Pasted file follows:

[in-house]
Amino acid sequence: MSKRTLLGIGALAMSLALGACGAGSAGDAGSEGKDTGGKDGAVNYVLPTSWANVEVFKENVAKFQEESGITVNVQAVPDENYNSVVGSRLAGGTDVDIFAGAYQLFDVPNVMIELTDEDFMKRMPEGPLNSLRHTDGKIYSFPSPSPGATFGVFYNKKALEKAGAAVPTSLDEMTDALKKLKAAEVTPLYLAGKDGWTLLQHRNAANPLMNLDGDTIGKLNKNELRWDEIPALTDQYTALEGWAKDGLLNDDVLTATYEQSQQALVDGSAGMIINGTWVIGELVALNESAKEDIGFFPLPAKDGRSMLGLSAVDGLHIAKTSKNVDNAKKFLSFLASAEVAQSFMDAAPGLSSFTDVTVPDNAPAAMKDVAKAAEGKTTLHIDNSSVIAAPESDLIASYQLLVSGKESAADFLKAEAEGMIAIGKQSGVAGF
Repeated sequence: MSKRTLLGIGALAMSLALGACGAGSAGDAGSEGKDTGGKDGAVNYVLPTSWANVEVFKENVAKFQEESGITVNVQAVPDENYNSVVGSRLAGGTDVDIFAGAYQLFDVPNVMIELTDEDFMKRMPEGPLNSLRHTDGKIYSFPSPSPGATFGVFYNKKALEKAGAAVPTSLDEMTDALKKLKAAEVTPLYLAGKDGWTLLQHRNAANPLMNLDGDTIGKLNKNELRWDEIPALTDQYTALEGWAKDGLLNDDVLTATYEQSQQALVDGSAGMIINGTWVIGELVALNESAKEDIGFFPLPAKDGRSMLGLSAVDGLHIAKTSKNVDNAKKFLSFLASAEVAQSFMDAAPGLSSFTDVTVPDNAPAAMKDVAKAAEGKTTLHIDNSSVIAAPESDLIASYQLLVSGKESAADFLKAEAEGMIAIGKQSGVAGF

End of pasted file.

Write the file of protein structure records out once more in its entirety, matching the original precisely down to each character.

[in-house]
Amino acid sequence: MSKRTLLGIGALAMSLALGACGAGSAGDAGSEGKDTGGKDGAVNYVLPTSWANVEVFKENVAKFQEESGITVNVQAVPDENYNSVVGSRLAGGTDVDIFAGAYQLFDVPNVMIELTDEDFMKRMPEGPLNSLRHTDGKIYSFPSPSPGATFGVFYNKKALEKAGAAVPTSLDEMTDALKKLKAAEVTPLYLAGKDGWTLLQHRNAANPLMNLDGDTIGKLNKNELRWDEIPALTDQYTALEGWAKDGLLNDDVLTATYEQSQQALVDGSAGMIINGTWVIGELVALNESAKEDIGFFPLPAKDGRSMLGLSAVDGLHIAKTSKNVDNAKKFLSFLASAEVAQSFMDAAPGLSSFTDVTVPDNAPAAMKDVAKAAEGKTTLHIDNSSVIAAPESDLIASYQLLVSGKESAADFLKAEAEGMIAIGKQSGVAGF
Repeated sequence: MSKRTLLGIGALAMSLALGACGAGSAGDAGSEGKDTGGKDGAVNYVLPTSWANVEVFKENVAKFQEESGITVNVQAVPDENYNSVVGSRLAGGTDVDIFAGAYQLFDVPNVMIELTDEDFMKRMPEGPLNSLRHTDGKIYSFPSPSPGATFGVFYNKKALEKAGAAVPTSLDEMTDALKKLKAAEVTPLYLAGKDGWTLLQHRNAANPLMNLDGDTIGKLNKNELRWDEIPALTDQYTALEGWAKDGLLNDDVLTATYEQSQQALVDGSAGMIINGTWVIGELVALNESAKEDIGFFPLPAKDGRSMLGLSAVDGLHIAKTSKNVDNAKKFLSFLASAEVAQSFMDAAPGLSSFTDVTVPDNAPAAMKDVAKAAEGKTTLHIDNSSVIAAPESDLIASYQLLVSGKESAADFLKAEAEGMIAIGKQSGVAGF